9 Tips to Secure a Job After Uni

It’s June, and if the pressure of exams, work and deadlines hasn’t consumed you, then the anxiety of life after university surely will. So, here are a few tips for current uni students and undergraduates, that will help you navigate your way through the job pool and put you on track to securing your dream job.


Know what your uni has to offer

Uni is a place for education and enlightenment, but the knowledge doesn’t have to stop at the books and classes. Find out what work schemes and programmes your uni has on such as ‘sandwich courses’, which enable you to work in your desired career field for up to a year during your time at uni. These programmes can offer a great taste of the industry and provide you with valuable experience that can be vital to securing a job in the future. Your university may also hold business fairs, offer placement weeks, or even provide mentors who can help with your CV and assist you on how to get summer internships. Don’t be afraid to ask your lectures about the help and guidance your uni provides.


Look for an internship

I hate to say it, but experience is vital. Having experience in your dream industry will always give you an edge. Not only would you be at the top of the CV pile, but you can get a taste of how the industry works; hopefully giving you confidence in your career path of choice and allowing you to figure out if that industry or job is right for you. Ask your uni about internship options and always stay up to date on websites: GradcrackerIndeed and Glassdoor, which host detailed ads about internships and placements in various industries.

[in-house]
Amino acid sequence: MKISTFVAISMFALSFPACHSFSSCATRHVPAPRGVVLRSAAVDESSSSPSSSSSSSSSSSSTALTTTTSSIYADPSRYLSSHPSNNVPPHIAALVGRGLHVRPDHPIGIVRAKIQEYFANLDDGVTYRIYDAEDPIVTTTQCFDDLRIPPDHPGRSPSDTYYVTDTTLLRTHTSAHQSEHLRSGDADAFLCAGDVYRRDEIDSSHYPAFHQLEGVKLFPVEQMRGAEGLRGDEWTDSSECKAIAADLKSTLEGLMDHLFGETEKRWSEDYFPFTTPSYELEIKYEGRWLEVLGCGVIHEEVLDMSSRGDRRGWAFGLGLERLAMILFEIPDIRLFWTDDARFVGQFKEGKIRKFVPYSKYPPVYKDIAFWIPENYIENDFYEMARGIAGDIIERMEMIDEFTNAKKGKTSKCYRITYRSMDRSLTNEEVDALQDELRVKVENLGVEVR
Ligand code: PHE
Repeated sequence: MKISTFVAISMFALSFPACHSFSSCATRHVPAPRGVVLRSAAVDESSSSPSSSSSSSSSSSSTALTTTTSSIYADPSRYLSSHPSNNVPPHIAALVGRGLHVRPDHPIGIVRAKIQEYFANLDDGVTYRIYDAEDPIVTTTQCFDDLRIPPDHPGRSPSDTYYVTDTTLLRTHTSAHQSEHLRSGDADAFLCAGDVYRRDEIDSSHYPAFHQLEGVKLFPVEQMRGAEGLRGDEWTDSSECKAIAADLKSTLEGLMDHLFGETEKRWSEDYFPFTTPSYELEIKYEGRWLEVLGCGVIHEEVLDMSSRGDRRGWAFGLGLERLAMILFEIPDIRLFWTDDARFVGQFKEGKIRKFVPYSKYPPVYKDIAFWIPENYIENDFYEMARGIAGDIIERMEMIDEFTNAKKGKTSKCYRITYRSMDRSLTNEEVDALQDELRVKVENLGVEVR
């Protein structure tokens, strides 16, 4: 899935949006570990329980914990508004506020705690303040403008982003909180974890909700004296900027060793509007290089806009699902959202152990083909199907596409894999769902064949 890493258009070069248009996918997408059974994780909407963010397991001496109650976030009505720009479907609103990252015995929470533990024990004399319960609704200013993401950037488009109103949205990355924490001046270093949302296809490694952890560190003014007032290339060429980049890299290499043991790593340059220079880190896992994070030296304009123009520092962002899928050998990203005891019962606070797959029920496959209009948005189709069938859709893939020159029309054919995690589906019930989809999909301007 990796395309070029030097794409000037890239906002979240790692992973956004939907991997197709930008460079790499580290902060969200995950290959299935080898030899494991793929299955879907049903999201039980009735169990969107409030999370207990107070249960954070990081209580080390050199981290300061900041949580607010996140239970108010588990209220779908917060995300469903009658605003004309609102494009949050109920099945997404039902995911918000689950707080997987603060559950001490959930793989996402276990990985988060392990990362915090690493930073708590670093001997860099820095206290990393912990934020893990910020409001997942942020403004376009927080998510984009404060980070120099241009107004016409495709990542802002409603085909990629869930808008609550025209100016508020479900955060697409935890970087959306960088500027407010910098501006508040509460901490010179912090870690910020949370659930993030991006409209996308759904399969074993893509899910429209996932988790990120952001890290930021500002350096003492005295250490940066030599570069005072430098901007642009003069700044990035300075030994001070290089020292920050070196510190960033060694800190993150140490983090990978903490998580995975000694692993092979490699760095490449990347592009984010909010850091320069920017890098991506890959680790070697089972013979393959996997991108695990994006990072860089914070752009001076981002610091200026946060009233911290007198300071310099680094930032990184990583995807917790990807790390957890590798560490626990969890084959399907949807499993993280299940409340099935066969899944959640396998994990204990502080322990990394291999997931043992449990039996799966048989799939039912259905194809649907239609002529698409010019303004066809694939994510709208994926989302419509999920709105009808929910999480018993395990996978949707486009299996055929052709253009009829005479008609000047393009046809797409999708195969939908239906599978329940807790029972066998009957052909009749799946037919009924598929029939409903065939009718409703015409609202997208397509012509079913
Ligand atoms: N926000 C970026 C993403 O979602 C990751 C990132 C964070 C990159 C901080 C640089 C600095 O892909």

Sophie Phillipson, founder of graduate support network HelloGrads says, “Many students end up getting picked for internships after spending a short stint doing work experience at the same company. If you can offer up your time and skills for a short period, you’ll have had the chance to impress them, and make contacts on the inside. This is a good way to get your foot in the door. While you’re there, make it known that your intention is to apply for the internship.”

Build a portfolio

Sometimes securing an internship can be difficult. That shouldn’t stop you however from gaining experience and knowledge in your desired field. Use your uni projects and assignments where you can, to practice and showcase the work you can do and put together in a portfolio. Although your work is graded submissions, you can still use them to provide to your potential future employer. Put some real time and effort in your work and it will pay off in more ways than one. When you can’t do that, practice refining your craft and hobbies. Do anything you can to contribute to you portfolio, which can sometimes mean working for free or even freelancing.

Photo By Anete Lusina


Search for a job within your chosen industry

Even if it isn’t your dream job or it means working your way up from the bottom, instead of working part-time or full-time in a completely unrelated industry, try and get a job as close to the career you one day want to have. This could provide you with a gateway or a networking tool that can help you get  a step closer to your future goals.